In the early days of the pandemic, however, everything was chaos. Employers didn’t know where their employees were. They let employees go to their home countries because what else could they do – this was for the health and wellbeing of their people, which trumps everything when faced with such upheaval and uncertainty. The CRA themselves were shut down for a period of time, creating a massive backlog of waiver applications, tax returns, and everything else. The CRA has since reopened but they are still trying to come out of this backlog. With their October 15 update, the CRA clarified that they will NOT assess an under-remittance penalty when there is no waiver due to these special circumstances. In general, it is hoped that, like the loosened special COVID guidance, the CRA is understanding of the strange circumstances that many employers found themselves in this year. As always, employers should aim for compliance – that means applying for waivers as appropriate and issuing employees a T4. Note that waivers of this nature are not typically approved retroactively. The CRA usually approves them from the date they receive the application. As such, if a waiver is required it should be applied for as soon as possible.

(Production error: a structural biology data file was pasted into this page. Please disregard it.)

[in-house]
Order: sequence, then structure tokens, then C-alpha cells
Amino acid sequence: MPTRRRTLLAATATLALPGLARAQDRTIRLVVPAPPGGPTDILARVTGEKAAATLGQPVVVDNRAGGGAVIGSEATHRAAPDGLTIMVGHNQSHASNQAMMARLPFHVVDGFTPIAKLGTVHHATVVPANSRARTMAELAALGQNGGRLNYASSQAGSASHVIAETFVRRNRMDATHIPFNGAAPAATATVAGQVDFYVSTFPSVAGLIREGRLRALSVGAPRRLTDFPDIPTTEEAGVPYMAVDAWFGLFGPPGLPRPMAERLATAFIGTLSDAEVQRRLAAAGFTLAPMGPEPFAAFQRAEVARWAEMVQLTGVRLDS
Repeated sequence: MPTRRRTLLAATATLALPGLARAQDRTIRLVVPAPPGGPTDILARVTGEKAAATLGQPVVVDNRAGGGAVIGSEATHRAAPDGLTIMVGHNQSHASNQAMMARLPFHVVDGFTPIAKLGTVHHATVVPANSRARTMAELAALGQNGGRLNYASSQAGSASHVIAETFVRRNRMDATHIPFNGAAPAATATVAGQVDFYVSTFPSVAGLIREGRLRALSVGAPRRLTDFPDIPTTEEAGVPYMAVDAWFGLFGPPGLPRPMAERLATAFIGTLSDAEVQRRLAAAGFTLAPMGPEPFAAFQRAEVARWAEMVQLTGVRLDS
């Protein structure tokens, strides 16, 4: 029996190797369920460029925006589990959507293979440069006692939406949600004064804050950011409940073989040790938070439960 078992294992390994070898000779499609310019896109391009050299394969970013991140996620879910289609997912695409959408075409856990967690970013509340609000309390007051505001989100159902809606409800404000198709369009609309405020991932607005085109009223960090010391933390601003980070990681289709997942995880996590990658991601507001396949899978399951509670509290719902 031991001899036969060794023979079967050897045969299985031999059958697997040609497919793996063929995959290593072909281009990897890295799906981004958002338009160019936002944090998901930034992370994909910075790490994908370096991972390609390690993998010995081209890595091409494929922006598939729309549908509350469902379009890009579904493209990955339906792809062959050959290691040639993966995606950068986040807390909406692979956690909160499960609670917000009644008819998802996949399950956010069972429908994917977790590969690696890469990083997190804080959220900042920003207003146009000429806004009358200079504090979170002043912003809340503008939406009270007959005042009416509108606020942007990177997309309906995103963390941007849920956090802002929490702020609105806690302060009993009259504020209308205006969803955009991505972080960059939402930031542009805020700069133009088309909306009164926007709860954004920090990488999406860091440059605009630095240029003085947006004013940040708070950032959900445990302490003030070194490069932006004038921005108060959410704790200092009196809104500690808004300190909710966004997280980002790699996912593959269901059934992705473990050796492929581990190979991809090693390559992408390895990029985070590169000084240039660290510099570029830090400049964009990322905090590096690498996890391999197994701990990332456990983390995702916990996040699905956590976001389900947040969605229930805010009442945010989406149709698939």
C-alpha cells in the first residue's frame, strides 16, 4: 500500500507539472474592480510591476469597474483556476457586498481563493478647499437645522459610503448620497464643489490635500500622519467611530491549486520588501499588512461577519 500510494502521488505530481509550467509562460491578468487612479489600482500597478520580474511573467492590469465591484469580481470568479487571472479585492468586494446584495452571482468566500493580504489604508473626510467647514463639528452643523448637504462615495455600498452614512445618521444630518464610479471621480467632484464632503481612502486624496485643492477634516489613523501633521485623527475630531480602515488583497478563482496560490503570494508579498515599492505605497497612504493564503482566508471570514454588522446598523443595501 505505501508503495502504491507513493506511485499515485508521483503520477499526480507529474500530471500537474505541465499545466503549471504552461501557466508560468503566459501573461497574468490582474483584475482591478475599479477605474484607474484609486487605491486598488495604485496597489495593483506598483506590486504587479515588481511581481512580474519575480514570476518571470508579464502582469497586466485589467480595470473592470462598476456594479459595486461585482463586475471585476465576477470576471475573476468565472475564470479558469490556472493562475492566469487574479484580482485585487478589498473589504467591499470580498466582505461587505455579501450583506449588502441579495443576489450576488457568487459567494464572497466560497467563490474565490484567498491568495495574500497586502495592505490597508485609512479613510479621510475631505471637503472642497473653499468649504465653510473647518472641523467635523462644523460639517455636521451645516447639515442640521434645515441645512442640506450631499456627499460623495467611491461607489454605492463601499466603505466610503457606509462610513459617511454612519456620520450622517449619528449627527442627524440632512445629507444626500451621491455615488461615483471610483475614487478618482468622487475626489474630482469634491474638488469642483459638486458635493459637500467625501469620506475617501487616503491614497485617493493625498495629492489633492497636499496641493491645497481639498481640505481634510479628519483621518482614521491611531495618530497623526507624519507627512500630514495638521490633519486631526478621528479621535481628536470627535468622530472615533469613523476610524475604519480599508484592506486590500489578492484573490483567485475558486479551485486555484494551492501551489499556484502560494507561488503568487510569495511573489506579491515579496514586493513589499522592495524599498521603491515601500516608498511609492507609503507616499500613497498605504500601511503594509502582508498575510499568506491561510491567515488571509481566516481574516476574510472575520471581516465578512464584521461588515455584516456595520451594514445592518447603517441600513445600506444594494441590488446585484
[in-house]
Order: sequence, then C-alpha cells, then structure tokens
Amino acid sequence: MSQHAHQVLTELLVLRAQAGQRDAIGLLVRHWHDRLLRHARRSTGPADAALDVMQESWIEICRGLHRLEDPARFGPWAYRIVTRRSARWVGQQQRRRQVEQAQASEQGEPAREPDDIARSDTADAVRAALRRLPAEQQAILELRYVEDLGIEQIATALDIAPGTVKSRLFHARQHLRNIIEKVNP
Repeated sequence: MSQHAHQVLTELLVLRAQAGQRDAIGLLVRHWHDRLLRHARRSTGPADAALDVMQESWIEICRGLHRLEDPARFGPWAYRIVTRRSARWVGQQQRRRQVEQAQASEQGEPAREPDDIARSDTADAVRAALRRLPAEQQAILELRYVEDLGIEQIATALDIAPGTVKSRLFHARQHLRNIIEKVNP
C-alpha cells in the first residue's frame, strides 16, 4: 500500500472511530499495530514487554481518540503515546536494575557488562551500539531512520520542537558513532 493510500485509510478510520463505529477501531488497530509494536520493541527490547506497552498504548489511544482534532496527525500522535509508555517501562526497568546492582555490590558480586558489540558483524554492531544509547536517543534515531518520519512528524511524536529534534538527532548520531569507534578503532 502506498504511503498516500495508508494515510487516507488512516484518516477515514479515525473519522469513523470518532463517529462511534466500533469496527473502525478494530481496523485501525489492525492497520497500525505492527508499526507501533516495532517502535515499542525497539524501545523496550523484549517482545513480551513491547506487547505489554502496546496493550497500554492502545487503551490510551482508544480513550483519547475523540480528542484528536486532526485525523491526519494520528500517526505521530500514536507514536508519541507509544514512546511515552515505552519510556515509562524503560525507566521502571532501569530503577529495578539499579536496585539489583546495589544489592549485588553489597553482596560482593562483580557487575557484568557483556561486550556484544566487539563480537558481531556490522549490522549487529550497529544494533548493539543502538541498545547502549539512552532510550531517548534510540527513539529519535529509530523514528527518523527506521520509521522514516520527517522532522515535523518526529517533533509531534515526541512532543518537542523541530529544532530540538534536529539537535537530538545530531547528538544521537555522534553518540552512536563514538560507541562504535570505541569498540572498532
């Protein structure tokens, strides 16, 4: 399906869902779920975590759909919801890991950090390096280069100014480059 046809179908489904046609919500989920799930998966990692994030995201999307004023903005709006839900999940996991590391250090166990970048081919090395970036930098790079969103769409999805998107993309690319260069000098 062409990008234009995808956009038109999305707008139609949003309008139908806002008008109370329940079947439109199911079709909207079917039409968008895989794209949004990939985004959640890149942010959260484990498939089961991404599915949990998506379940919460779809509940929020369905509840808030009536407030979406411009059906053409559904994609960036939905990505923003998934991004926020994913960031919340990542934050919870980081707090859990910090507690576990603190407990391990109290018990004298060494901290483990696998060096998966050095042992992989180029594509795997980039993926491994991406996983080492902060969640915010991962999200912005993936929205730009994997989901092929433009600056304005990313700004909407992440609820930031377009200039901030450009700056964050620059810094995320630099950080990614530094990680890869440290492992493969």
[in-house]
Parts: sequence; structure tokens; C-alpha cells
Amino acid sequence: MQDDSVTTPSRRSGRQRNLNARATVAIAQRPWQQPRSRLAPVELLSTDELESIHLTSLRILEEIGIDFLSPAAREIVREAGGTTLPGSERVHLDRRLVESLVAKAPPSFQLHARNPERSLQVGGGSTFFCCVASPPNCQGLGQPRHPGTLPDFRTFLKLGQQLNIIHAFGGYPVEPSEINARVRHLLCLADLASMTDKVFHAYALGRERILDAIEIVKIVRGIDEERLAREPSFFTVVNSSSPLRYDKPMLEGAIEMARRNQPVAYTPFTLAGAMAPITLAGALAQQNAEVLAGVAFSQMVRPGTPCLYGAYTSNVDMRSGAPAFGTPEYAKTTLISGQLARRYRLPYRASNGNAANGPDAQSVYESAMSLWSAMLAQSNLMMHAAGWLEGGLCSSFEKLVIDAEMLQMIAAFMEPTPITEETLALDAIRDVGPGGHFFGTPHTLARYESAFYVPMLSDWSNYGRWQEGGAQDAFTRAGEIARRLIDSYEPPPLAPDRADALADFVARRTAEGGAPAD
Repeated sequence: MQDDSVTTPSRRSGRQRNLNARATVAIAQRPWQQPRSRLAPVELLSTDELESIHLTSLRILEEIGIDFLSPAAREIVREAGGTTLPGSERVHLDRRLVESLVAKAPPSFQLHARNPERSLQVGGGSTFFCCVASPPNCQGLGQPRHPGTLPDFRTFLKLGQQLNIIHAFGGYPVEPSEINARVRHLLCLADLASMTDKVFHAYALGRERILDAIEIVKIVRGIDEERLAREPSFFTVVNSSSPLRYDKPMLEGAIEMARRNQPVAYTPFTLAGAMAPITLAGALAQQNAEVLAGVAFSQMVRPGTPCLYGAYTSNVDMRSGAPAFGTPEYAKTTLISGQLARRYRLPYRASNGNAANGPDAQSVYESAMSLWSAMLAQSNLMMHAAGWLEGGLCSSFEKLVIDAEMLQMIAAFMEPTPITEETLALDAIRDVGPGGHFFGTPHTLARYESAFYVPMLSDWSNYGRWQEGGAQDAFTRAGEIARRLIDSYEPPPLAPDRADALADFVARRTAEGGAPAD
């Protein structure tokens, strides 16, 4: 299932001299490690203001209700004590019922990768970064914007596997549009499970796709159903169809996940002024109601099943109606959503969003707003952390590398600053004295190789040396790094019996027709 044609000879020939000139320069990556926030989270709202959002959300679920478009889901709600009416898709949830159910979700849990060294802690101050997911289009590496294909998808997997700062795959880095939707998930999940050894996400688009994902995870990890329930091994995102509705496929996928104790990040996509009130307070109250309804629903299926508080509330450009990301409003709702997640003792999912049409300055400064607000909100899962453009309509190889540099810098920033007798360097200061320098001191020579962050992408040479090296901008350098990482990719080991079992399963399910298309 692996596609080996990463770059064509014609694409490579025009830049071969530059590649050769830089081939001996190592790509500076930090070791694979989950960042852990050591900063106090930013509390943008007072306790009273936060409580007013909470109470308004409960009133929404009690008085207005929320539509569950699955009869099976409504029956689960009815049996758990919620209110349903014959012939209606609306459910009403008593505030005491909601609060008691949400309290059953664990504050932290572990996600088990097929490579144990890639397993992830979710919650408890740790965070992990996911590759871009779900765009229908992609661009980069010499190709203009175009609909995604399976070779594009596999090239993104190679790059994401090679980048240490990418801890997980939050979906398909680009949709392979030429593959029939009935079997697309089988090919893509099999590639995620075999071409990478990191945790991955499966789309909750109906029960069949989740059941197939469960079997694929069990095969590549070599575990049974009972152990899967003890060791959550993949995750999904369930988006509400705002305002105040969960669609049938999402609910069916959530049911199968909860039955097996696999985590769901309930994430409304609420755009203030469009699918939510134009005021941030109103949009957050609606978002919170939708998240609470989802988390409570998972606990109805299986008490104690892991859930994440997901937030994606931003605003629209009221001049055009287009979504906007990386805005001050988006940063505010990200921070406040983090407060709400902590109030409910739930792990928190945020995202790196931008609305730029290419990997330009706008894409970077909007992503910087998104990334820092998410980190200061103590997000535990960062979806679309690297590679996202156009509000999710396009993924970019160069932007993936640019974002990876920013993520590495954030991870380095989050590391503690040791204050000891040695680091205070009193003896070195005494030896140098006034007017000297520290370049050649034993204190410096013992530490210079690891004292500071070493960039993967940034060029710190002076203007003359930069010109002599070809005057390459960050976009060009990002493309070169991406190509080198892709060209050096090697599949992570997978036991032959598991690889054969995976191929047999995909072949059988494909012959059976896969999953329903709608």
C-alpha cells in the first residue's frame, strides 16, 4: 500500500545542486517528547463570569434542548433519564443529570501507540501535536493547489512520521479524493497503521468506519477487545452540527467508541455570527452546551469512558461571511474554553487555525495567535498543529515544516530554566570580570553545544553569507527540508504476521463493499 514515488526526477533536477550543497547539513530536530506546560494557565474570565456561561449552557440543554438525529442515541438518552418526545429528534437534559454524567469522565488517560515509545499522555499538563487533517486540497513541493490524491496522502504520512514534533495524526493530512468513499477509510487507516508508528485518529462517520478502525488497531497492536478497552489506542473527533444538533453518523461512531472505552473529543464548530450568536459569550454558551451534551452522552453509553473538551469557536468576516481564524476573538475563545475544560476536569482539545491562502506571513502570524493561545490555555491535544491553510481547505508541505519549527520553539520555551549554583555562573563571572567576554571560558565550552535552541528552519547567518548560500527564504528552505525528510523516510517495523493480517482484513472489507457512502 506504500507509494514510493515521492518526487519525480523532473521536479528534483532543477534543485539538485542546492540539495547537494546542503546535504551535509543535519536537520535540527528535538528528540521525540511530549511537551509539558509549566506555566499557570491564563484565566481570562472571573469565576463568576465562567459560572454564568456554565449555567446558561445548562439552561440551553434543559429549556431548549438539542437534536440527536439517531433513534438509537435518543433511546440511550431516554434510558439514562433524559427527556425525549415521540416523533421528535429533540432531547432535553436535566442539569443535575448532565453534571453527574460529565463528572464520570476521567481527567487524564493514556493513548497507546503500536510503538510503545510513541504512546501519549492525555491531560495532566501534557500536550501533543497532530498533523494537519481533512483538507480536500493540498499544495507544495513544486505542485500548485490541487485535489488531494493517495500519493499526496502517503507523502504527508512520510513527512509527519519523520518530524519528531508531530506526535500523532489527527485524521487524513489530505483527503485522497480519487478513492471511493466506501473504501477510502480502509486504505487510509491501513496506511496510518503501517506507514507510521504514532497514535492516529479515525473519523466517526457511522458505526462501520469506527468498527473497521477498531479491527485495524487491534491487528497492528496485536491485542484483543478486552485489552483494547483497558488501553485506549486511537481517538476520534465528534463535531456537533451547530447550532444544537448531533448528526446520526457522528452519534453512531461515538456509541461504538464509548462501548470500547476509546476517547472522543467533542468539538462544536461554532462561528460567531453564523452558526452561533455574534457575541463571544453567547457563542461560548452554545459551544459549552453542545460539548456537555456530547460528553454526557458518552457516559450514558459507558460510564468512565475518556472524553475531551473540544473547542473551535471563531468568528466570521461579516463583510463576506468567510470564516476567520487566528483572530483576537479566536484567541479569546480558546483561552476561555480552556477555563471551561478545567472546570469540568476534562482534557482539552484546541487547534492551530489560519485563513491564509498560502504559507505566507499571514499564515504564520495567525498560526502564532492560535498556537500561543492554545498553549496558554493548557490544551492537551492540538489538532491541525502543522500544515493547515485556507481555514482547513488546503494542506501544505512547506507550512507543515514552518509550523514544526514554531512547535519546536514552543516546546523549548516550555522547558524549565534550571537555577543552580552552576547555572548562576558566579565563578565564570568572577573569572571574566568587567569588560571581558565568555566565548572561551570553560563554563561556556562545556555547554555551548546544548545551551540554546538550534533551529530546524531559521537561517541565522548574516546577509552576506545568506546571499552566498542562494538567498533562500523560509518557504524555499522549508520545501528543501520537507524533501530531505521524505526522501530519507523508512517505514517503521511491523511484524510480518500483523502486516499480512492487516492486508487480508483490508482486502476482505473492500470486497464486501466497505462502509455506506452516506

The story of Mr. B and his time unexpectedly working in Canada is just one of many complex situations we have encountered this year. The CRA’s international guidance related to the COVID-19 pandemic is fairly extensive and there is much more to cover that is relevant for globally mobile employees and their employers. Trowbridge’s Global Mobility Team specializes in Canadian income tax and payroll issues in the global mobility sphere. This year has raised some very unique challenges for both employees and employers. As always, we are happy to help navigate the ever-changing guidelines that employers face in their efforts to remain compliant during these times of unprecedented change.